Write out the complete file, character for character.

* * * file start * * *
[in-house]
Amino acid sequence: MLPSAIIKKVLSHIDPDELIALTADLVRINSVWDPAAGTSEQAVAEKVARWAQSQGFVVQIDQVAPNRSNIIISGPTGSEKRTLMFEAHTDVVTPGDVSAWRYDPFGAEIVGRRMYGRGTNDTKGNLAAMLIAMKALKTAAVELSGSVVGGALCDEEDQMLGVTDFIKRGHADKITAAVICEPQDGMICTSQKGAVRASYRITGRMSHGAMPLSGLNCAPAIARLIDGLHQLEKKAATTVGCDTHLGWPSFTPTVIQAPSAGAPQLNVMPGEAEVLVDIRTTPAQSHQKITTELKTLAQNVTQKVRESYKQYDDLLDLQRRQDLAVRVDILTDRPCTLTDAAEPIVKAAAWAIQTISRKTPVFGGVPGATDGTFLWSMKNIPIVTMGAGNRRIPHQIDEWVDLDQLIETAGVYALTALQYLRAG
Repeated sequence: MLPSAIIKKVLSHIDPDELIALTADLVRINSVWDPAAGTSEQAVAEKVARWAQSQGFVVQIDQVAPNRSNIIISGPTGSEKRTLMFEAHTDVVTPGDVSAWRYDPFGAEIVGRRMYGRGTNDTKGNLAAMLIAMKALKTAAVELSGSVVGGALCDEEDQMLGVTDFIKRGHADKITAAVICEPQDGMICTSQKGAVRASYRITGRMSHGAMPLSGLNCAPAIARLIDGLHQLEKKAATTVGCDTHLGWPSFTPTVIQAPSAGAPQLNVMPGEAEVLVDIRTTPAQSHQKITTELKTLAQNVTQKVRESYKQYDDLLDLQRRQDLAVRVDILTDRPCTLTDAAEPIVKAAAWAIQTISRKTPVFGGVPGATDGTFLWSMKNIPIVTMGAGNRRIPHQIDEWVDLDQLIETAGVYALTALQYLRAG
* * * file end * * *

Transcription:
[in-house]
Amino acid sequence: MLPSAIIKKVLSHIDPDELIALTADLVRINSVWDPAAGTSEQAVAEKVARWAQSQGFVVQIDQVAPNRSNIIISGPTGSEKRTLMFEAHTDVVTPGDVSAWRYDPFGAEIVGRRMYGRGTNDTKGNLAAMLIAMKALKTAAVELSGSVVGGALCDEEDQMLGVTDFIKRGHADKITAAVICEPQDGMICTSQKGAVRASYRITGRMSHGAMPLSGLNCAPAIARLIDGLHQLEKKAATTVGCDTHLGWPSFTPTVIQAPSAGAPQLNVMPGEAEVLVDIRTTPAQSHQKITTELKTLAQNVTQKVRESYKQYDDLLDLQRRQDLAVRVDILTDRPCTLTDAAEPIVKAAAWAIQTISRKTPVFGGVPGATDGTFLWSMKNIPIVTMGAGNRRIPHQIDEWVDLDQLIETAGVYALTALQYLRAG
Repeated sequence: MLPSAIIKKVLSHIDPDELIALTADLVRINSVWDPAAGTSEQAVAEKVARWAQSQGFVVQIDQVAPNRSNIIISGPTGSEKRTLMFEAHTDVVTPGDVSAWRYDPFGAEIVGRRMYGRGTNDTKGNLAAMLIAMKALKTAAVELSGSVVGGALCDEEDQMLGVTDFIKRGHADKITAAVICEPQDGMICTSQKGAVRASYRITGRMSHGAMPLSGLNCAPAIARLIDGLHQLEKKAATTVGCDTHLGWPSFTPTVIQAPSAGAPQLNVMPGEAEVLVDIRTTPAQSHQKITTELKTLAQNVTQKVRESYKQYDDLLDLQRRQDLAVRVDILTDRPCTLTDAAEPIVKAAAWAIQTISRKTPVFGGVPGATDGTFLWSMKNIPIVTMGAGNRRIPHQIDEWVDLDQLIETAGVYALTALQYLRAG